Sincerely

Deb Czarnecki,
Old Lyme.

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Letter to the Editor: Carney Consistently Demonstrates Commitment to Constituents

To the Editor:

I am writing in support of Devin Carney for State Representative, District 23 (Towns of Lyme, Old Lyme, Old Saybrook, Westbrook).  Devin was first elected in 2014 and through 2 terms has proven himself a strong advocate for our communities.  Devin was the first elected representative in any town along the shoreline to take a stand on the Federal Railroad Administration proposal to run a bypass through the region. In January 2016 his was the first voice we heard and the first to organize a meeting in the Town of Old Lyme to discuss the issue.  He went on to be a very effective advocate for the large numbers of local and regional community members who stood up against the proposal.

Devin has co-sponsored comprehensive legislation on the opioid crisis. This is a critical issue for our communities. Devin’s careful attention proves again how deeply he cares about this heartbreaking problem which affects far too many in our communities. In addition, Devin has helped to reduce the burden on local businesses by reducing the sales tax on boat sales. He has helped to reduce the propane tax on local homeowners and he has stopped the mileage tax.

As an experienced and effective leader Devin Carney has proven again and again his commitment to his constituents and to working across the aisle for solutions to improve the quality of life in our towns and state. Please join me in re-electing Devin Carney to the State Legislature on November 6th.

Sincerely,

Diane Mallory,
Old Lyme.

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Letter to the Editor: Pugliese is Proven Consensus Builder, Problem Solver

To the Editor:

I would like to encourage the residents of Lyme, Old Lyme, Old Saybrook and Westbrook to vote for Matt Pugliese for state representative for District 23.

Matt is a proven consensus builder and problem solver who will work hard to fight for the values that are important to our communities.

He’s got all the right priorities:  Improving our economy.  Strengthening public education.  Investing in job training and higher education.  Supporting common-sense gun safety.  And supporting women and families with affordable health care and equal pay.

Matt’s been unanimously endorsed by all four communities’ Democratic town committees, as well as Run for Something, the Connecticut chapter of the National Organization of Women, NARAL Pro-Choice Connecticut and Moms Demand Action.  He’s a leader and a listener who shares our values, believes in building consensus and getting the job done.

Sincerely,

John Kiker,
Lyme.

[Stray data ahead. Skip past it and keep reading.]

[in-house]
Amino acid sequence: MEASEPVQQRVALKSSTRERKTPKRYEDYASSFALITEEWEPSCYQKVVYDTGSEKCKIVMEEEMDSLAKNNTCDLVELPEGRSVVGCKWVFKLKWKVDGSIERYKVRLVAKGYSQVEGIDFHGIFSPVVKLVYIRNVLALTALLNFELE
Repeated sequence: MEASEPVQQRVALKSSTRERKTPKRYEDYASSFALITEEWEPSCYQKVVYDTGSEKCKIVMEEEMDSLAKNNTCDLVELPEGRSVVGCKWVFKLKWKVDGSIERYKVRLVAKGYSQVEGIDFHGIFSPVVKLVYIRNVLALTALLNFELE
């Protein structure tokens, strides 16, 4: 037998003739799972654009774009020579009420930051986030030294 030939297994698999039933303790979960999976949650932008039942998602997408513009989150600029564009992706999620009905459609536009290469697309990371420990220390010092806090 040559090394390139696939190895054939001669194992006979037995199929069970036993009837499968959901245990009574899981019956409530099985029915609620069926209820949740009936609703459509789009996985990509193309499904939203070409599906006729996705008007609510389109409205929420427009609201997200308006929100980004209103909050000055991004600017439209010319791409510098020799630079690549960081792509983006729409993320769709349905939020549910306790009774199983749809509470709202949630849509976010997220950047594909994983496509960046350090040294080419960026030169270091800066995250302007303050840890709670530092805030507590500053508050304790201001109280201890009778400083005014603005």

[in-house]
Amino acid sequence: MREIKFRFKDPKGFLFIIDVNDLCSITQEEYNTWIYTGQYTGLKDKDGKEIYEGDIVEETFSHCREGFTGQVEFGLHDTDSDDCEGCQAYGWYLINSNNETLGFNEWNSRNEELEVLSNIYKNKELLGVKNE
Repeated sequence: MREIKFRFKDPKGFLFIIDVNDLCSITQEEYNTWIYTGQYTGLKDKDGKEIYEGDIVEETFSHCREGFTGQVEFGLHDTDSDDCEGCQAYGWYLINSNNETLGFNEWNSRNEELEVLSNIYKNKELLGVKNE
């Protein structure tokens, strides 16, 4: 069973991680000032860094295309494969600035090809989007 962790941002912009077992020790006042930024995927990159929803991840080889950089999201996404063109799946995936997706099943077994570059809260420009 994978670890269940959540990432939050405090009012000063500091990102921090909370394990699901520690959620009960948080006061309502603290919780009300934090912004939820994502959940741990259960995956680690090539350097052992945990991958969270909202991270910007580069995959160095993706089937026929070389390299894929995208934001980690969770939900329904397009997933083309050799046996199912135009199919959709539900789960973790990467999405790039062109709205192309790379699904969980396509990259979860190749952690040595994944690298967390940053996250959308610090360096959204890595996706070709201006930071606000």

Editor’s Note: The author is a selectman of the Town of Lyme and chairman of the Lyme Democratic Town Committee.

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Letter to the Editor: Ziobron Confirms her Commitment to ‘Bipartisan Good Faith,’ Explains Her Reasons for Running

To the Editor:

As a moderate, I‘ve been open in my belief in working in a bipartisan good faith. It has been a cornerstone of my philosophy of public service. This was evident in May of 2018, when State Representatives from both sides of aisle spoke, unsolicited, of their experiences working with me in the State House. These comments were public and broadcast on CT-N.   I used those clips in a $375 video to answer the Needleman campaign’s recent spate of vitriolic attacks, soon to be disseminated in a $86,000 TV ad buy.  This is something my opponent can do because, unlike me, he is unrestricted by the rules of our Citizen’s Elections Program.

While out meeting voters in Colchester, a woman’s comment pulled me up short: why was I running at a time of such partisan divide?  My  reaction caught me off guard as much as the question.  I felt tears suddenly welling up and had to take a moment to compose myself.  I wanted to answer with sincerity.  I spoke to her of my passion for our community.  Of my earnest desire to protect our beautiful vistas and natural resources.  My appreciation for the volunteers that make our towns run and how I love our home state.

I can’t ignore how this question touches a recent fault line: in letters to local papers some have expressed upset that I used a personal photo in a campaign mailer that happened to include prominent local Democrats. The photo wasn’t captioned, it was standard campaign material: a picture taken during my tenure as President of Friends of Gillette Castle State Park in 2011 with a newly appointed State official.  It’s regrettable to me how some remain committed to fanatical partisan division at a time when we need to work together.

Sincerely,

Melissa Ziobron,

East Haddam.

Editor’s Note: The author is currently the State Representative for the 34th District and is now the endorsed Republican candidate for the State Senate for the 33rd District.